Blind mole rats are strange Eurasian mammals that burrow through the ground, largely devoid of sight. In a truly bizarre example of recent evolutionary change, their eyes remain functional, but are covered by a layer of skin, rendering the animals nearly sightless. The covered eyes still allow the mole rats to perceive light and darkness, while the layer of skin seems to protect them from the constant dirt exposure and abrasion. Interestingly, researchers discovered notable physical differences between mole rats living in the same areas. This is thought to have stemmed from lifestyle-based segregation of specific populations.

2Water-Holding Frog

Water Holding Frogs | Freaks of Nature

Frogs, like most amphibians, need large amounts of water due to their porous, respiring skin. The water-holding frog is no exception, but still manages to survive in the dry, sandy deserts of the Australian outback. How does any amphibian manage such a feat? By carrying its water with it! During dry periods, the frog burrows deep into the ground and produces a mucus-filled cocoon, incorporating shed skin, which encases its entire body. The cocoon lets the frog retain massive quantities of water, allowing it to hibernate for up to two years until the rains come again. Aboriginal Australians have learned to gently squeeze the frog and drink some of its retained water, before releasing the animal unharmed.

1Standard-Winged Nightjar


The irrationally plumaged standard-winged nightjar is anything but standard in the typical sense of the word. In fact, this bird is named for its truly bizarre giant pair of wing feathers, which can extend for over 35 centimeters (14 in). These giant, stalked feathers are actually longer than the bird’s entire body. The strange plumage accessories fly in the face of sensible aerodynamics and are therefore moulted out when they are not needed to impress females during the breeding season. The birds put on a rather spectacular group mating display and still manage to fly reasonably well despite the extra baggage. At first glance, the nightjar in flight looks like a group of three different birds.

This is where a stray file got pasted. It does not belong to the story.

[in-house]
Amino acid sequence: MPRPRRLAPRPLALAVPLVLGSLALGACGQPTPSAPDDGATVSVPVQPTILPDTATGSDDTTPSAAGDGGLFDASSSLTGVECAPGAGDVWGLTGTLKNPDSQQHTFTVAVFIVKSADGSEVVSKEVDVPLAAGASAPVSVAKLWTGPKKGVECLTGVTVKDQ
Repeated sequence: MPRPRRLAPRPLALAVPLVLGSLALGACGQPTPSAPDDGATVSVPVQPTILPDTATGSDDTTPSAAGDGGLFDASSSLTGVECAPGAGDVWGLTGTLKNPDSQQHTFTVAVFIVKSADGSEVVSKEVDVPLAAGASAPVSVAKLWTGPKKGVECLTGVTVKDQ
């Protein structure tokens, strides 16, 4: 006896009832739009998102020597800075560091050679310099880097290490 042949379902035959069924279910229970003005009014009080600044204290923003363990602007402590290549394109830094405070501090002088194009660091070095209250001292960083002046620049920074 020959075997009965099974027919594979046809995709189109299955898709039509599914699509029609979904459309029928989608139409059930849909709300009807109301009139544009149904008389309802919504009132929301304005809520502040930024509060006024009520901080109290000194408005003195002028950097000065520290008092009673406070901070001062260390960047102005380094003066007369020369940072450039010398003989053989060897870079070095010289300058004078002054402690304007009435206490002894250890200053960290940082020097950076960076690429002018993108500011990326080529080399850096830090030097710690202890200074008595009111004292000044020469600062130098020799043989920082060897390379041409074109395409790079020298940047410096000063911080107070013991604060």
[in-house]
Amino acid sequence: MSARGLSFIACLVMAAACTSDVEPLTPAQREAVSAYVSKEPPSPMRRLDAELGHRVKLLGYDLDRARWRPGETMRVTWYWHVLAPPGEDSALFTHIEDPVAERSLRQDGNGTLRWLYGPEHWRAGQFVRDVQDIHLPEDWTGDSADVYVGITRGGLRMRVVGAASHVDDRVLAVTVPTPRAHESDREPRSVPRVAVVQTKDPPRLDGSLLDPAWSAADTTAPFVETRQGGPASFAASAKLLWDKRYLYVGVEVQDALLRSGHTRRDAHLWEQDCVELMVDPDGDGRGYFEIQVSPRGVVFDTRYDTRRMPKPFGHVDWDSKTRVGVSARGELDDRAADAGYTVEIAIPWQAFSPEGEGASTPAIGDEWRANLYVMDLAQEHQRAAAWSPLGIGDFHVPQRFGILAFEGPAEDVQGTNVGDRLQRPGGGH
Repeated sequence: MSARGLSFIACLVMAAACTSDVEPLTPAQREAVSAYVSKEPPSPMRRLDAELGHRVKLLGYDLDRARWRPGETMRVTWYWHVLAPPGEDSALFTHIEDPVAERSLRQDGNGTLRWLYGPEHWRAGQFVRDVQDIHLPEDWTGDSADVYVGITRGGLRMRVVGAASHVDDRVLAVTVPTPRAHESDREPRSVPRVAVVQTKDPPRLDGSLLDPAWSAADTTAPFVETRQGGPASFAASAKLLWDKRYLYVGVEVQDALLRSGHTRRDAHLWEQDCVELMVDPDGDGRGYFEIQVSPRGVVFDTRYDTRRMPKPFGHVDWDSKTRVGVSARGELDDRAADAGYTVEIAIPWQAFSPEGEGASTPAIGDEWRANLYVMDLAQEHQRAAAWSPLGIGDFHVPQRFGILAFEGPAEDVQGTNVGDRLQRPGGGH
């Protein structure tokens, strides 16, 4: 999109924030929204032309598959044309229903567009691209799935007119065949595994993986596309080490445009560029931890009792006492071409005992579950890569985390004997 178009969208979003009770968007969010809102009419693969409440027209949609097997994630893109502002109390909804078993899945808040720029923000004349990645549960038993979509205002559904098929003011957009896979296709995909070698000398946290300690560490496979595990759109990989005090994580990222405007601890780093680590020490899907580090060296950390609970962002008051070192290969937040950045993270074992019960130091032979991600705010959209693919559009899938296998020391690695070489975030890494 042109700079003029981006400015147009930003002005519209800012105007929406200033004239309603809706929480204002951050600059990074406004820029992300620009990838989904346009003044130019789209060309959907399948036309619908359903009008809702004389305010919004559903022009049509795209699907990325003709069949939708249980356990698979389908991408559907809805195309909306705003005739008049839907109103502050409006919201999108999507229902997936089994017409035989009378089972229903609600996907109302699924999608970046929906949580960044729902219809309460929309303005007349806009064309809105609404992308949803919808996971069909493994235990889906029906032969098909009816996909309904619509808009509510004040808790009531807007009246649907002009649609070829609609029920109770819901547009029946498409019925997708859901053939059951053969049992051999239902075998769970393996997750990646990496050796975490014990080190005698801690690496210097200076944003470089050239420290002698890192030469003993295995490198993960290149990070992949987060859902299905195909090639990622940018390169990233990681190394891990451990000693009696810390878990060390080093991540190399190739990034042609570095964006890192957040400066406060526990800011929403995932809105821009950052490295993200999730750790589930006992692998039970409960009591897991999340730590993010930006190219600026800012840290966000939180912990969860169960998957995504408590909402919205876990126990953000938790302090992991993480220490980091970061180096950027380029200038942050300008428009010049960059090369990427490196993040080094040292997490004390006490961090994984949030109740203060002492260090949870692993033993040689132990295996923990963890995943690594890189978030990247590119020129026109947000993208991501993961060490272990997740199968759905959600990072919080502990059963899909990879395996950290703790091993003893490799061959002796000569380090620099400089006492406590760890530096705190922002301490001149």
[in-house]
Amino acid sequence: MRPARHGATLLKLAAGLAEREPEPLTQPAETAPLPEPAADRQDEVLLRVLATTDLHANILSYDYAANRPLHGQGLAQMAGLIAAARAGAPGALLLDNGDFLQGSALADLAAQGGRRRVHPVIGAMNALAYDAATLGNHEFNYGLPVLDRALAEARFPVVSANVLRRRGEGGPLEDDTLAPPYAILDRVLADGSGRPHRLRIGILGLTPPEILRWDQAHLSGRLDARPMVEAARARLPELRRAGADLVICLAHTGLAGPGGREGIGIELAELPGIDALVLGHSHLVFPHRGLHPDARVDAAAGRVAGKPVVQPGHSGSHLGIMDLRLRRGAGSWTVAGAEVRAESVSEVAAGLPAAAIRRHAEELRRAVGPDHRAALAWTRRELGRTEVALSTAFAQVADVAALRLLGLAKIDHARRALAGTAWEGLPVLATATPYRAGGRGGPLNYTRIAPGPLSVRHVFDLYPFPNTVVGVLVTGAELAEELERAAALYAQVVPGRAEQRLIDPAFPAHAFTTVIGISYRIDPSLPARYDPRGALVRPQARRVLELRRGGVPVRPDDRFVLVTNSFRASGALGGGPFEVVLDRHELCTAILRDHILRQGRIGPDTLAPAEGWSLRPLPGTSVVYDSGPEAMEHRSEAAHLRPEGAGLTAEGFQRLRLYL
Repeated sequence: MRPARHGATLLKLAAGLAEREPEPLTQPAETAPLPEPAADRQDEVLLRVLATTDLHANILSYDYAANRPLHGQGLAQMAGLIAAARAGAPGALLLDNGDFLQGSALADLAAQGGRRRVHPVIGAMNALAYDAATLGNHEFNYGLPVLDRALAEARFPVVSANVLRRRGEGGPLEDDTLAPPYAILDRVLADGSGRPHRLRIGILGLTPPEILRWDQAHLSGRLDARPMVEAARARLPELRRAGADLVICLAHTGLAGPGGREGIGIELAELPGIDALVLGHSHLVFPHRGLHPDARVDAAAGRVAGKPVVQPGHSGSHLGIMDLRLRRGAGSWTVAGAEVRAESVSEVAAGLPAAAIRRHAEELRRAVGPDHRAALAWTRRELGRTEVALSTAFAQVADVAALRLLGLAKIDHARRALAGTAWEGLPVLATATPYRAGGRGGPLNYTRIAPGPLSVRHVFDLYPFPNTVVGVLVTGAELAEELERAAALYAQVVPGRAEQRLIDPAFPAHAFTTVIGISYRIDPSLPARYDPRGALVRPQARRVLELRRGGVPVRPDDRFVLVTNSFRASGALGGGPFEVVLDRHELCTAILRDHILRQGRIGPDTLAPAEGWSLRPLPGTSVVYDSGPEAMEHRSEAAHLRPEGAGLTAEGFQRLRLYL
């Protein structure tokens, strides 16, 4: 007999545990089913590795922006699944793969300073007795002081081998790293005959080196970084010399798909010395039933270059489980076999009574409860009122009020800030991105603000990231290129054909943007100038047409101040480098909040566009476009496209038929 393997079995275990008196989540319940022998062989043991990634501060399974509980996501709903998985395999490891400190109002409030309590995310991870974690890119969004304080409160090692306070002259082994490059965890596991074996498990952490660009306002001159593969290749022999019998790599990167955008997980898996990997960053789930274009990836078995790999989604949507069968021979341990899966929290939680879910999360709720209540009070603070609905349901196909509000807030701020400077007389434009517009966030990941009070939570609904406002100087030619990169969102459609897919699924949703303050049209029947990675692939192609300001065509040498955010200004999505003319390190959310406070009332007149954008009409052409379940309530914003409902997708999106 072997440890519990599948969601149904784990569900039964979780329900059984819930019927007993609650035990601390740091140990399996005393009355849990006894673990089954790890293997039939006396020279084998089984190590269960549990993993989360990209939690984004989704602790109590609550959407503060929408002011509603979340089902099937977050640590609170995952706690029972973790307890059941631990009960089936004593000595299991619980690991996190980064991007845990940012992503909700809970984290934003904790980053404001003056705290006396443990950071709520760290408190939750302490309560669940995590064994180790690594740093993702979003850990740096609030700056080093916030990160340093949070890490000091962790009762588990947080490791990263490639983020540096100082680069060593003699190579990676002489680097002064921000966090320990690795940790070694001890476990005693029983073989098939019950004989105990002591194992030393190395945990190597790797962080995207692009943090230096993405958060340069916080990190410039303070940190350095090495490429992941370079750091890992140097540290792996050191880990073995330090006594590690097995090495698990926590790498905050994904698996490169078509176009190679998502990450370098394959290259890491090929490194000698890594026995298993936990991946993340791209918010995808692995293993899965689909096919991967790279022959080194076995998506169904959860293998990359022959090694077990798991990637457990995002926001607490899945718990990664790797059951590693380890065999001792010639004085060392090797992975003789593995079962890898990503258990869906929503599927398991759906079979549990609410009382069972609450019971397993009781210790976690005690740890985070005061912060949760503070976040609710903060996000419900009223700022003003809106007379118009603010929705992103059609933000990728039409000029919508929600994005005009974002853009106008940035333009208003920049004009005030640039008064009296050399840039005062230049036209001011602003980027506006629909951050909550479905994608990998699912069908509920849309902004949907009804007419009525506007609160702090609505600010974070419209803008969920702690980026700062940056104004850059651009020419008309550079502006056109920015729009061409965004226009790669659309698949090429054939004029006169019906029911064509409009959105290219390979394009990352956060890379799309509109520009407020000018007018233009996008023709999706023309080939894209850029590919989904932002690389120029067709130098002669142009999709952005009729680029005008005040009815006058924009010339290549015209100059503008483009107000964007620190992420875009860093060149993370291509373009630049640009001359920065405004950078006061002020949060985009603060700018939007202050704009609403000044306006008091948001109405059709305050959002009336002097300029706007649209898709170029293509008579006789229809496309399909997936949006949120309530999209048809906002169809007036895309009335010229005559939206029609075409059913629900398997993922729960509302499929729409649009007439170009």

Ron Harlan investigates of the mysteries of nature and the bizarre findings that often crop up on this planet. He is a freelance writer, avid naturalist and graduate student of science.

Contact Ron for custom bird and wildlife tours in British Columbia, Canada.

fact checked by Jamie Frater